you have an internet connection and a library card, you can teach yourself.
But I will say that being a
critic is a lifelong course of study, and I think you do need the right sort of
mind for it, and that’s a mind that is always trying to look past boundaries.
It’s not enough to like one sort of movie, or to just be into popular cinema. I
don’t need another middle-aged adolescent telling me what he thinks about
Marvel movies, because the internet is full of them – and I say this as a
middle-aged adolescent who quite likes Marvel movies.
What I do need is people telling
me about the cinema I might have missed: the indies, the movies from emerging
filmmakers, underrepresented voices, nascent film cultures like Wakaliwood (Google that and have your
mind blown). I need people digging up forgotten filmmakers from the past and
telling me why they’re worth tracking down, and I need people pointing out
voices from the future and telling me why they’ll be worth knowing about in a
few years’ time.
Look, this will sound incredibly pretentious, but to study film, to really grapple with it, is to get an inkling of the infinite – it’s eternity in a popular format. You will never run out of cinema to experience, and you will never experience it all – there’s an vast body of work stretching behind you, new works being released every day, and film cultures around the world sitting outside your current field of vision that you haven’t even considered looking at yet. So if you’re going to do it right, you need a kind of obsessive curiosity that is quite rare.
Who were some of the foundational voices that you turned to when you started out writing? And, who do you look to now?
It is impossible to underestimate the
importance of David Stratton and Margaret Pomeranz on Australian film culture.
When they were on the box we had one of the most vibrant cultures of film
criticism in the world – they made mature, exotic, interesting, provocative
cinema accessible to every Australian with a pair of rabbit ears, and I really
think we’ve lost something vital to the ongoing cultural conversation around
cinema now that the two of them are off the air (Margaret is on Foxtel and
doing great work, but that’s not the same as being on a state channel).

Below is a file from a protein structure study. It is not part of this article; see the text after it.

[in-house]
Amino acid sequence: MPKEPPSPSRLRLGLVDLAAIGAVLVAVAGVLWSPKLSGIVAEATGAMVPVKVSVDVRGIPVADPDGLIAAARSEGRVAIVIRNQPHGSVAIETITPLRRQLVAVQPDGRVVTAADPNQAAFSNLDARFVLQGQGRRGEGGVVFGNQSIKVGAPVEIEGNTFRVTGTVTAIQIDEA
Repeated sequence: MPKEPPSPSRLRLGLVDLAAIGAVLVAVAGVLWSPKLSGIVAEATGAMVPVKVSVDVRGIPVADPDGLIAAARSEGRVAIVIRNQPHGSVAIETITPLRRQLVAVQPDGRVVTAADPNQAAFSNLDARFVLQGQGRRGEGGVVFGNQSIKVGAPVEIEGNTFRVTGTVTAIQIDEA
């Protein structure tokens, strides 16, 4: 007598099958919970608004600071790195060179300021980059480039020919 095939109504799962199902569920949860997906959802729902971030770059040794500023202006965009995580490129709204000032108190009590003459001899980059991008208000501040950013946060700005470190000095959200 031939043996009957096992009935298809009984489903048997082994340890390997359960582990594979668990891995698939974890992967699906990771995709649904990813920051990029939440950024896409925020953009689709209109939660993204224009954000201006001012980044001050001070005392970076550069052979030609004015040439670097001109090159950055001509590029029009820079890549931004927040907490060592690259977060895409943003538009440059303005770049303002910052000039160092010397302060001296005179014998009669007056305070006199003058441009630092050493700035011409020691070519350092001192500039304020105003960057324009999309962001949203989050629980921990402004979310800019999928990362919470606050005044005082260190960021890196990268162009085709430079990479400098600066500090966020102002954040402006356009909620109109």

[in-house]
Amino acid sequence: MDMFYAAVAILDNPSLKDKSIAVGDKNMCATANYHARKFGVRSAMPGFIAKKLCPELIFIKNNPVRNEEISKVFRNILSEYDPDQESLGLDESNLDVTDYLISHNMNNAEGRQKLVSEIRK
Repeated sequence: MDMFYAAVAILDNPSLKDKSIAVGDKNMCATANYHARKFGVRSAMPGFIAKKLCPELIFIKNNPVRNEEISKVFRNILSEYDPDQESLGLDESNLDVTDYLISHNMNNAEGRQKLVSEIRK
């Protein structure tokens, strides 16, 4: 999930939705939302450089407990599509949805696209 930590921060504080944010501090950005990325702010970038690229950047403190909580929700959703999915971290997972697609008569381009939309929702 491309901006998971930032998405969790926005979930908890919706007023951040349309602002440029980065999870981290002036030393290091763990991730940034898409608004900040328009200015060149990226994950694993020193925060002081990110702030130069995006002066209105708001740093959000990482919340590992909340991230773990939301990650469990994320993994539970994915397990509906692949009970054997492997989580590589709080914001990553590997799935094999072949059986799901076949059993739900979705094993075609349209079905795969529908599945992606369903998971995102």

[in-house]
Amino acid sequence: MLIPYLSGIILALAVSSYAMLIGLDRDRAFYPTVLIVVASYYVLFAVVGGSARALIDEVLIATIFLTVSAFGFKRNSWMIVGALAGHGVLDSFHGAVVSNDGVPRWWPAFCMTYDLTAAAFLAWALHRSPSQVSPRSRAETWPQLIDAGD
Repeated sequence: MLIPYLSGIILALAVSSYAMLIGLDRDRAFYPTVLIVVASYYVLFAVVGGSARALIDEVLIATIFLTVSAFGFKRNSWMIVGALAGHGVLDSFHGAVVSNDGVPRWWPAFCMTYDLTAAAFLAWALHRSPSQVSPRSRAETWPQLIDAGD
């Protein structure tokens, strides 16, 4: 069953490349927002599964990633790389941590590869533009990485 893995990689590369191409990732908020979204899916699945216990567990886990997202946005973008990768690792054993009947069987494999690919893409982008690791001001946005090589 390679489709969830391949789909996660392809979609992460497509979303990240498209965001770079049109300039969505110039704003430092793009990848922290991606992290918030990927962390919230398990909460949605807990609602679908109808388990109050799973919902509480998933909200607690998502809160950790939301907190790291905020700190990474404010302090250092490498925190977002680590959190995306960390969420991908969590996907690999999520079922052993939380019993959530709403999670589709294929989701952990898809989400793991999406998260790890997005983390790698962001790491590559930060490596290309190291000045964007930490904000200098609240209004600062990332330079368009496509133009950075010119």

Other influences are fairly obvious:
Pauline Kael for her political fearlessness, Kim Newman for the sheer depth of
his genre knowledge, Roger Ebert for his enthusiasm, Mark Kermode for his
There’s also the guys who emerged out of
the explosion of internet-native critics – Garth Franklin at Dark Horizons, Drew “Moriarty” McWeeny at AICN, and
Devin Faraci at CHUD/BMD really had an
effect on me. The best of the bunch made serious criticism conversational and
accessible, and I definitely think we need more of that.
At the moment? It would be weird to name
any of my friends, but they know I read them (Garth’s a friend, too, but he’s
also an elder statesman, so the above stands). I love Film Crit Hulk, Amy Nicholson is excellent, David Ehrlich, A.A. Dowd. And there’s a guy who goes by VyceVictus who used to do stuff at
BMD who is worth your time – he focuses on action movies for the most part and
brings an energy, attitude, and thoughtfulness to criticism I’ve rarely seen
anywhere else. Really love that guy’s work.
Two guys I really love as critics I don’t think consider themselves critics at all, in the professional sense – Kenneth Hite and Robin D. Laws of the podcast Ken & Robin Talk About Stuff. That’s a gaming/nerd culture-oriented project that frequently touches on film, and when it does it’s absolutely brilliant. They both possess a deep knowledge of cinema and just incredible enthusiasm, and I worry they don’t grasp how good they really are. So, for the record, they’re great.
Where do you see the future of film criticism going?
Ah, no, maybe not, but let’s face facts – the
changing nature of journalism and publishing as a whole means that criticism as
a profession is in danger, and the dedicated, professional critic – someone
whose sole job is to review films – is probably not going to be a thing going